Anyone Can Raise Rabbits!
With a little bit of effort and practice, raising rabbits can be an extremely rewarding hobby/venture for a budding homesteader or a longtime farmer.
We hope this quick guide can get you started!
Here is a video showing how we process rabbits.
Fast Facts About Rabbit Meat
• Rabbit meat is all white meat.
Rabbit has 795 calories per pound. Compare: chicken at 810, veal at 840, turkey at 1190, lamb at 1420, beef at 1440 and pork at 2050.
Rabbit has the highest percentage of protein than the above listed animals.
Rabbit has a lower percentage of fat than chicken, turkey, beef, or pork with unsaturated fatty acids at 63% of the total fatty acids.
The cholesterol level in rabbit meat is much lower than chicken, turkey, beef, pork.
Research shows that rabbit meat has been recommended for special diets such as for heart disease patients, diets for the elderly, low sodium diets, and weight reduction diets.
Because it is easily digested, it has been recommended by doctors for patients who have trouble eating other meats.
Rabbit meat is actually one of the healthiest forms of protein out there with almost zero fat.
About the Meat
In comparison to red meat, rabbits do not take a long time to reach slaughter weight, you don’t need acreage to raise them on, and you get a higher amount of meat from the carcass.
This doesn’t include water per pound of meat: where it’s 2500 gallons for beef, 600 gallons for chicken.
Topsoil: beef - 35lbs beef, 5lbs chicken, rabbits = none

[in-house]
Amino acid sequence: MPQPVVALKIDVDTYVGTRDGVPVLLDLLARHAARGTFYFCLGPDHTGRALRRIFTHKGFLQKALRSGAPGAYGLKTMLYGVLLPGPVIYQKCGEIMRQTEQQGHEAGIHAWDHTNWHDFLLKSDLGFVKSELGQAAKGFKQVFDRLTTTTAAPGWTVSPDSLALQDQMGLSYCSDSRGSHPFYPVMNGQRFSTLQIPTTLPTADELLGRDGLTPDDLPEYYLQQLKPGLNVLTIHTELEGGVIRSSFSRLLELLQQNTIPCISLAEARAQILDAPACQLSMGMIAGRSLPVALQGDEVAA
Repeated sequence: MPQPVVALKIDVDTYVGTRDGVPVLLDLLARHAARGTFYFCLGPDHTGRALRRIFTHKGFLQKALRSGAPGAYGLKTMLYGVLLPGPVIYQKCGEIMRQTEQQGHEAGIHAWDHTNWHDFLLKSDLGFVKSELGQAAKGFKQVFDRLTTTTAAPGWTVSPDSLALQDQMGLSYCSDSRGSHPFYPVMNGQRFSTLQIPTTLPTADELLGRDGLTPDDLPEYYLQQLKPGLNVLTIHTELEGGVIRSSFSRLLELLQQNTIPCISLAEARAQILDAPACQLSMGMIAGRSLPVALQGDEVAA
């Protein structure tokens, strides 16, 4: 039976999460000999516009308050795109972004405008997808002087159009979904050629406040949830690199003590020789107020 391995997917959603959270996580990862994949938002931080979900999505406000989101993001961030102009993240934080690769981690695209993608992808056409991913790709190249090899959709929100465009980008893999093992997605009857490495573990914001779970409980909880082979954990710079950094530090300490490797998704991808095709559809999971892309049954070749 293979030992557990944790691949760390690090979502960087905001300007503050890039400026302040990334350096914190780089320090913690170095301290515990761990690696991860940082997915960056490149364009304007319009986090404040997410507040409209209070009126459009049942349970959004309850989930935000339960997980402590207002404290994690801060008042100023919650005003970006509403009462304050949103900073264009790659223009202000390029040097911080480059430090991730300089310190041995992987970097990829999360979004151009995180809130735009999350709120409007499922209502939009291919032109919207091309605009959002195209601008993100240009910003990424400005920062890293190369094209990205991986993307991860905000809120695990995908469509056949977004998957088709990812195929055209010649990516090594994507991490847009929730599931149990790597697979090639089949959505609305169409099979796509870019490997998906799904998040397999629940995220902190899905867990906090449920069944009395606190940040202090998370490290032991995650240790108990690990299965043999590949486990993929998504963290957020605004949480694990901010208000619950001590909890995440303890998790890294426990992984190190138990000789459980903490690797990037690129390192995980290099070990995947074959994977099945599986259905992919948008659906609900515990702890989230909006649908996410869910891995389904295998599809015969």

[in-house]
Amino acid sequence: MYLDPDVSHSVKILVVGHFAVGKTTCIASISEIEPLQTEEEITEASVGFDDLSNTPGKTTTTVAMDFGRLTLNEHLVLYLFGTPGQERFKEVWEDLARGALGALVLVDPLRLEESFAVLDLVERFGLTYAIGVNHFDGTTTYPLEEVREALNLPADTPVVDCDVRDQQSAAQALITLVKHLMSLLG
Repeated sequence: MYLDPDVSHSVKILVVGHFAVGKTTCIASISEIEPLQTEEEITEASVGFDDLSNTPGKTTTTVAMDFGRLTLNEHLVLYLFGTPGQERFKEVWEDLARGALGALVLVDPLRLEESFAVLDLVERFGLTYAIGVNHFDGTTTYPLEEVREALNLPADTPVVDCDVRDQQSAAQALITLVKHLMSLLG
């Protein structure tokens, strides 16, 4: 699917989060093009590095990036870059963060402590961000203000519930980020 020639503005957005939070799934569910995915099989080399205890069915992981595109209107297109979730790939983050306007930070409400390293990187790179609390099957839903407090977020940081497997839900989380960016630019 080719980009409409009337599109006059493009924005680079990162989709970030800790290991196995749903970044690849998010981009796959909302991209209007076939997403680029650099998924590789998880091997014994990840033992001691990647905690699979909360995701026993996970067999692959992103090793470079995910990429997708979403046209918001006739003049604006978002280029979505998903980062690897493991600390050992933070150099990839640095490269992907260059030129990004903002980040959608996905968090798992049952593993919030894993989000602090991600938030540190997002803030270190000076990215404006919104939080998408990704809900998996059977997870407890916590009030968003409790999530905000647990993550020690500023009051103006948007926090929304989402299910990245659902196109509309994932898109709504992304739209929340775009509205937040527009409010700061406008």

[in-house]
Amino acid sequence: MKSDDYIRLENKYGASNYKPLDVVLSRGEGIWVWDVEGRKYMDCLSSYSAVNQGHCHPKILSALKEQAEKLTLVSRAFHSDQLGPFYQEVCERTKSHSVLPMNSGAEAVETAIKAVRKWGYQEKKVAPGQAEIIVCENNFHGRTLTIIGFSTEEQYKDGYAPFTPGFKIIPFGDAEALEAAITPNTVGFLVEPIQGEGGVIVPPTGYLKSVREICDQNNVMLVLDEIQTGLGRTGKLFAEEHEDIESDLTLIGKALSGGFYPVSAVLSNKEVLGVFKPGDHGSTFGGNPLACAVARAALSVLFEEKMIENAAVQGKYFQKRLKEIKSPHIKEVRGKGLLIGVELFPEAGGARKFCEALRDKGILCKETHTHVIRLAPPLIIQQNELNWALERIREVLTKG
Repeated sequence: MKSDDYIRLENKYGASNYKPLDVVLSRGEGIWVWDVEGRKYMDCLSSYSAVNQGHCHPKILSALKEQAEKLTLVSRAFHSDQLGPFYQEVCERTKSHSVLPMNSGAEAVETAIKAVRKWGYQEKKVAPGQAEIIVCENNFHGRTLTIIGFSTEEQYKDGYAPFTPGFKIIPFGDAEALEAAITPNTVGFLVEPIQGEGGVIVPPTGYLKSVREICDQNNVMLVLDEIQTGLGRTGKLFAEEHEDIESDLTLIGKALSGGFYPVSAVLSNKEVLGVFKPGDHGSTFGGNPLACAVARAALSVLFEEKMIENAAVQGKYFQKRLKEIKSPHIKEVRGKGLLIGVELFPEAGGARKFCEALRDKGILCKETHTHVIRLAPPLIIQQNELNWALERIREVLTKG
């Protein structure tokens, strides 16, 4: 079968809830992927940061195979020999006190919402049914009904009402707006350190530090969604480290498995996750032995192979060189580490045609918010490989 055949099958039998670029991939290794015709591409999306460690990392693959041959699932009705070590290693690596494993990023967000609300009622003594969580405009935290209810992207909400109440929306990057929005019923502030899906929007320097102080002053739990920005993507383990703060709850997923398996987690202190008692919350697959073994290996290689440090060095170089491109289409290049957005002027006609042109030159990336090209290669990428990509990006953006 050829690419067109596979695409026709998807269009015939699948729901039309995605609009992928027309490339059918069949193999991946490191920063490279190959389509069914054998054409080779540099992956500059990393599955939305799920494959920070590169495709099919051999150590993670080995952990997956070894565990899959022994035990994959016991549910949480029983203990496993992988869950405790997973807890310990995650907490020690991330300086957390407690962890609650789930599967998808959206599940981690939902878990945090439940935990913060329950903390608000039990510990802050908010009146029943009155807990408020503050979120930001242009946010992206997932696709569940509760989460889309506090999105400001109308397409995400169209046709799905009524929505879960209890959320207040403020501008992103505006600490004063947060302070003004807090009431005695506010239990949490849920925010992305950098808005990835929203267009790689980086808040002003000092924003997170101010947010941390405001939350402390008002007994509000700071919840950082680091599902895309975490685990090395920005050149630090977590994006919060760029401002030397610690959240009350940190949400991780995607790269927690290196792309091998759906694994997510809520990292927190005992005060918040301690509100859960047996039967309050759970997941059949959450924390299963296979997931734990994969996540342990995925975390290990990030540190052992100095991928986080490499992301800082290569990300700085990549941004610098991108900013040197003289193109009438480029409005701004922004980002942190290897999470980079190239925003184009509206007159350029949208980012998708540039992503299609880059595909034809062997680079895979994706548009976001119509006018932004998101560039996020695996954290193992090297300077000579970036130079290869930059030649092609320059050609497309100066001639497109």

The U.S. Department of Agriculture has stated that domestic rabbit meat is the most nutritious meat known to man.
Rabbits have finer bones than chicken and the meat has a finer grain, shorter fiber, and firmer texture so a little fills you up. The U.S. Navy recognized this at one point in time when it allocated each sailor a 6oz portion compared to 12 oz of chicken.
A 4lb. fryer yields about 2.25lbs of meat. Each carcass yields roughly 50-60% of live weight, 75-80% of such yields is edible.
Only 3.25 to 4.5 lbs of grain is required to produce a pound of weaned fryer by two months of age, including feed from when doe was mated and until litter is fully weaned. A 4lb. fryer takes 15.4lbs of pellets within this three month span (one month gestation, nursing, to meat)
Rabbits are raised in virtually every country.
Other Uses For Rabbits
• Manure for gardening
• Fur for pelts
• Show for ARBA/4-H events
• Hopping functions
WHY RABBITS ARE SO EFFICIENT AS A MEAT SOURCE
Domestic rabbit has the potential to become a major livestock species, as the world’s booming population continues to exert pressure on food sources. While rabbits are generally raised on grains, they can be successfully raised on purely foraged plant matter. This is very important because both humans and other livestock essentially compete for diets based on grain (such as swine, cattle, and poultry). 70% of the U.S. annual grain production goes to livestock.